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There are those who argue that trying to make a mechanical movement perform better is a Quixotic pursuit. Is that true? From certain perspectives it most certainly is, but it does not take into consideration that despite the fact mechanical watches are outdone by quartz movements in raw timing performance, enthusiasts still prefer mechanical over electronic watches most of the time. Thus, acknowledging the consumer demand power of mechanical luxury watches (and the demands of their consumer buyers), one begins to see the logic and business sense of working to make today’s new mechanical watches more exciting.

Baume & Mercier Clifton Baumatic 5 Days Watch Hands-On & Why This New Mechanical Movement Matters Hands-On

Baume & Mercier Clifton Baumatic 5 Days Watch Hands-On & Why This New Mechanical Movement Matters Hands-On

A deeper way of understanding the new focus on mechanical watch performance in relatively affordable watches is to see it as a hedge against the distraction power of vintage/older watches. For at least a decade now the watch collector universe has been largely fascinated by the world of vintage watches (from various angles). One of these points of focus is that both vintage and modern mechanical watches have similar movements. Even though there are stark performance differences between all manners of movements available over the years, your lay enthusiast consumer simply had no real tools to understand how a mechanical watch from today might perform differently from a similarly complicated mechanical watch from 40 years ago. Thus, consumers would/will often buy less-expensive vintage watches over their modern analogs because they don’t know or understand how their movements perform differently.

Watch brands whose businesses rely on consumers purchasing new products aren’t particularly happy with anything that distracts consumer buying intentions. One way of explaining the new focus on mechanical watch performance across “volume” models such as the Baume & Mercier Clifton Baumatic is to see them as a hedge against consumers feeling that older (e.g. vintage) watches are “just as good.” By using key terms and tangible experiences (such as your watch coming into contact with something magnetic) watch brands today are attempting to give consumers more palpable reasons to invest in a brand new product because it has new technology that can help solve old problems. It is true that a degree of these “old problems are now solved” statements are marketing-based optimism. However, it is equally true that the use of modern materials (for the purposes of watchmaking) such as silicon are indeed helping to make legacy mechanical movements really feel their age. This is a trend that I will continue to explore and report on in the future.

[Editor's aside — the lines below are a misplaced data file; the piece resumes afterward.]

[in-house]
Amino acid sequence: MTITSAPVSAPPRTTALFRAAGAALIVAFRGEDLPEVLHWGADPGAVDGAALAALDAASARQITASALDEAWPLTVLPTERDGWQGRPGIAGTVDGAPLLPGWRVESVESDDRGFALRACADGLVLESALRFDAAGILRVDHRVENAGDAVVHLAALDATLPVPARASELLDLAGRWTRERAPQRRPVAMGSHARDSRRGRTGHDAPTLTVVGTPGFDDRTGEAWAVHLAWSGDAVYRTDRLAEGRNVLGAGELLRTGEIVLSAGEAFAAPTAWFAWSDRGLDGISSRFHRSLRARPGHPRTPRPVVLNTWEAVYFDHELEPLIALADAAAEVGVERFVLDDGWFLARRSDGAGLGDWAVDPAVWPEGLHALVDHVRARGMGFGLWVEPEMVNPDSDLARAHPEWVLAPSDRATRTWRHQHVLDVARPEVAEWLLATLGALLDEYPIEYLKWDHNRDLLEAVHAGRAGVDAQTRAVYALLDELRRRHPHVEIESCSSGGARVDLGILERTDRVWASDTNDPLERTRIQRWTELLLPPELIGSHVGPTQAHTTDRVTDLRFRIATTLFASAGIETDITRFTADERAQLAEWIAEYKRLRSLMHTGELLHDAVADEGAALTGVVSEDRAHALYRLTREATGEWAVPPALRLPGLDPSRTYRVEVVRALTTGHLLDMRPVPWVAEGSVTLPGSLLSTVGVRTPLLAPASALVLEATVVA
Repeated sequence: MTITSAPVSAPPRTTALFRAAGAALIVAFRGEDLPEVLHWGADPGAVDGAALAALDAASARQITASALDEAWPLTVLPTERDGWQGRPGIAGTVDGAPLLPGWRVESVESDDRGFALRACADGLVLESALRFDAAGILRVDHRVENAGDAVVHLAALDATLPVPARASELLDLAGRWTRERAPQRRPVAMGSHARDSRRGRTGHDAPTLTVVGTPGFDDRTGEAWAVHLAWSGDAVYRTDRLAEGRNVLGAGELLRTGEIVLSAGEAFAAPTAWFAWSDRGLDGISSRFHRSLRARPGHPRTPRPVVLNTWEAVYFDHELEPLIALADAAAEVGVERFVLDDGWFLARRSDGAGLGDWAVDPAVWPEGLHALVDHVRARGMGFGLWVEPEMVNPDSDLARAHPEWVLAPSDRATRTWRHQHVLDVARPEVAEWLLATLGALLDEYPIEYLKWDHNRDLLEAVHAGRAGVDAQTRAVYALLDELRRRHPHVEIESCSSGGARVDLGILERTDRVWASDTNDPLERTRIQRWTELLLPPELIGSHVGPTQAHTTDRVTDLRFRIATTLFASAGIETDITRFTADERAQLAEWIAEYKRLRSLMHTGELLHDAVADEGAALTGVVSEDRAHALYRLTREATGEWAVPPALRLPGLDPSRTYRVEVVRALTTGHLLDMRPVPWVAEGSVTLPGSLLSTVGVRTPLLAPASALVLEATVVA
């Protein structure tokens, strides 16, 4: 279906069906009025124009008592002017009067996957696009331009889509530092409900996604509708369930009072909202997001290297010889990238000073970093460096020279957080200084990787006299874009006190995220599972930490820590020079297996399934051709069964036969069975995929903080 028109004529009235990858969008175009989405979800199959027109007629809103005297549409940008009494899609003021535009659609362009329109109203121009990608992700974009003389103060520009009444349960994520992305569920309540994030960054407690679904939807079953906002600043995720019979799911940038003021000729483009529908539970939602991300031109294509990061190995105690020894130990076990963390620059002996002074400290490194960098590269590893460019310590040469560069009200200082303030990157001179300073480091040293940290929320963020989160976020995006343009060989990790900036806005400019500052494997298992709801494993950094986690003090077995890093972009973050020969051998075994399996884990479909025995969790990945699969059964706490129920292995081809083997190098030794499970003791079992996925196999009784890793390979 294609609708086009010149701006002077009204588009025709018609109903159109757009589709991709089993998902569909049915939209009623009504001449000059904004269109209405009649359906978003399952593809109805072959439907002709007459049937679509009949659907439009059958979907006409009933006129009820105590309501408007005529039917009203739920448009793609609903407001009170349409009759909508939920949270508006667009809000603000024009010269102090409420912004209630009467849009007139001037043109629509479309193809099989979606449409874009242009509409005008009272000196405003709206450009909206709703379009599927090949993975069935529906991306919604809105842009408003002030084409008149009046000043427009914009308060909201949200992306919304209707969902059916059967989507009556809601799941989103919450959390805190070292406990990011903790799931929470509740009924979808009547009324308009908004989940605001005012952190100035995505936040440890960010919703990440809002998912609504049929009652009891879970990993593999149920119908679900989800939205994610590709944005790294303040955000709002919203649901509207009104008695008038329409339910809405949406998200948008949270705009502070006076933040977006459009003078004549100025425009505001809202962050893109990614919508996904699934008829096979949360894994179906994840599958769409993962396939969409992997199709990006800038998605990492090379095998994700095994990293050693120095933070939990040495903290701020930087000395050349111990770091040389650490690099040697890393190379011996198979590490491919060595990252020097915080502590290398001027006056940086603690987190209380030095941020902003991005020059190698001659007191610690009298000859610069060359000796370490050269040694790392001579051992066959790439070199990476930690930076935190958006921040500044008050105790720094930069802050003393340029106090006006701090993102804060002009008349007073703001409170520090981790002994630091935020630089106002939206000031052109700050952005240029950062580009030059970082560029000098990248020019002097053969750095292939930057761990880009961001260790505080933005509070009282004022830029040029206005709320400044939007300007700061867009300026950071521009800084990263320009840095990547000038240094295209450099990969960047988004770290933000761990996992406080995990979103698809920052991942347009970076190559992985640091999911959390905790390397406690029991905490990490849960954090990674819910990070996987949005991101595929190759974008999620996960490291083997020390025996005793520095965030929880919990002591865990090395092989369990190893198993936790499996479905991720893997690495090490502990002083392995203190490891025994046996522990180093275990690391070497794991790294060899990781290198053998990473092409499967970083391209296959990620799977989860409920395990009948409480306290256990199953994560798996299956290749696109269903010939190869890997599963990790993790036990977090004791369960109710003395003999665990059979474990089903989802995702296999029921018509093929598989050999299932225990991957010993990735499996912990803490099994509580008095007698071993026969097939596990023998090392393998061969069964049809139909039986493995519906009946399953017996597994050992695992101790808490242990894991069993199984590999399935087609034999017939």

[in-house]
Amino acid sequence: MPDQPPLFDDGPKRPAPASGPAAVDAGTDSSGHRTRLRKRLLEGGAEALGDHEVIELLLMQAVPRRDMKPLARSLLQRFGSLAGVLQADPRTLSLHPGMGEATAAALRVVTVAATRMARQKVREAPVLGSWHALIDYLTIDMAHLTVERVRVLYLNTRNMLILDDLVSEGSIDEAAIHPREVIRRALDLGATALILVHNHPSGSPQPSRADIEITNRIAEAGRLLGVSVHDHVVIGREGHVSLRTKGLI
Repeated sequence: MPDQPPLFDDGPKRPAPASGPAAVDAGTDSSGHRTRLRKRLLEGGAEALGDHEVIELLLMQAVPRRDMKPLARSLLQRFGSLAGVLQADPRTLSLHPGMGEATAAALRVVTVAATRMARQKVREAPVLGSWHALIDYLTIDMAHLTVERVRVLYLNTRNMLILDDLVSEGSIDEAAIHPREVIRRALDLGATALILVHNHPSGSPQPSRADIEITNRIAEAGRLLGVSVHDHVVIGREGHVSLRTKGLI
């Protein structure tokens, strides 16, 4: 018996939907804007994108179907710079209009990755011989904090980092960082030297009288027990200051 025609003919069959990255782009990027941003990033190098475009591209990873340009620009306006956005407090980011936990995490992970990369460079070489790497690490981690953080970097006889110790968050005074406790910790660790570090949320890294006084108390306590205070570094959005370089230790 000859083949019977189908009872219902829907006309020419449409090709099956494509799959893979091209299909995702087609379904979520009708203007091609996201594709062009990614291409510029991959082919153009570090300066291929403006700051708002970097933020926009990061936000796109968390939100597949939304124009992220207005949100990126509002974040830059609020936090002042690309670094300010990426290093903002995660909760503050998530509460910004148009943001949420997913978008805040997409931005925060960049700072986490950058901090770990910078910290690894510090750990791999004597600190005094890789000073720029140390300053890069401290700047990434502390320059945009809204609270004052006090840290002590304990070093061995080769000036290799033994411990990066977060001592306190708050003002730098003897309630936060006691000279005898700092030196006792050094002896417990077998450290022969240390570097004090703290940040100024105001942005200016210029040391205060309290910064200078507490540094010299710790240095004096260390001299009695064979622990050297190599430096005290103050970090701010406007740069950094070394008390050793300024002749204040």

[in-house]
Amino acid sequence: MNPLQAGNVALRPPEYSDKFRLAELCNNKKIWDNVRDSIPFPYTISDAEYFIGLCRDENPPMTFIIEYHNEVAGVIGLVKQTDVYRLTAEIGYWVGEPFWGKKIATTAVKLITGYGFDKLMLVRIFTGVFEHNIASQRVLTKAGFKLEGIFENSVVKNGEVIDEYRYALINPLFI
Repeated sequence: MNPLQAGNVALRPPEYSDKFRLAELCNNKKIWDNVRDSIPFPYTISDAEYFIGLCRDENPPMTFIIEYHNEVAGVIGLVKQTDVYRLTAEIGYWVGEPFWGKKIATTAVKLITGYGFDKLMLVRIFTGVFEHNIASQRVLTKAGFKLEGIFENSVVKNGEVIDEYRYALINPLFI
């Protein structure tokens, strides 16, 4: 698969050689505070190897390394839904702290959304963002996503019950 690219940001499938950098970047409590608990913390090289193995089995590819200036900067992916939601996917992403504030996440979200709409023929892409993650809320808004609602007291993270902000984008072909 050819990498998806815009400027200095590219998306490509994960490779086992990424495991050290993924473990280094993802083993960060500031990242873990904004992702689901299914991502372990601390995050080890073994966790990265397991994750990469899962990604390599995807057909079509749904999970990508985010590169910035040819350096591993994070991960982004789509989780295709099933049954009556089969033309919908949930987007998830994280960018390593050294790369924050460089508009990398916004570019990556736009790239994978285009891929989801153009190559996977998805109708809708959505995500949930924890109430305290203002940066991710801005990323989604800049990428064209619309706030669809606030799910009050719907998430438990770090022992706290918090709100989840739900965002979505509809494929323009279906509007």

Baume & Mercier Clifton Baumatic 5 Days Watch Hands-On & Why This New Mechanical Movement Matters Hands-On

Let’s get back to the 2018 Baume & Mercier Clifton Baumatic, namely the “flagship” model that Baume & Mercier is pushing the most. That model is the COSC Chronometer certified version of the Baumatic which is the reference M0A10436. While this watch contains the same caliber BM12.1975A (aka BM12-1975A) as the other Baumatic watches, the movements in the M0A10436 are all COSC Chronometer certified. The dial also has “Chronometer” written on it, as well as a “crosshair” style motif on the dial (which is a legacy design element in some watches that generally suggests “precision”). No actual performance difference exists between the movements in the Chronometer and non-Chronometer version of the Baumatic as far as we know. Rather, the Chronometer models have had their movements sent to COSC for certification, which adds cost to the production, and is more about having the assurance of performance (as opposed to the mere promise of it). Baume & Mercier wanted to offer the Chronometer model as a mere $200 upgrade over the non-COSC Chronometer certified models for watch consumers who like the idea (or the crosshair dial).

Baume & Mercier Clifton Baumatic 5 Days Watch Hands-On & Why This New Mechanical Movement Matters Hands-On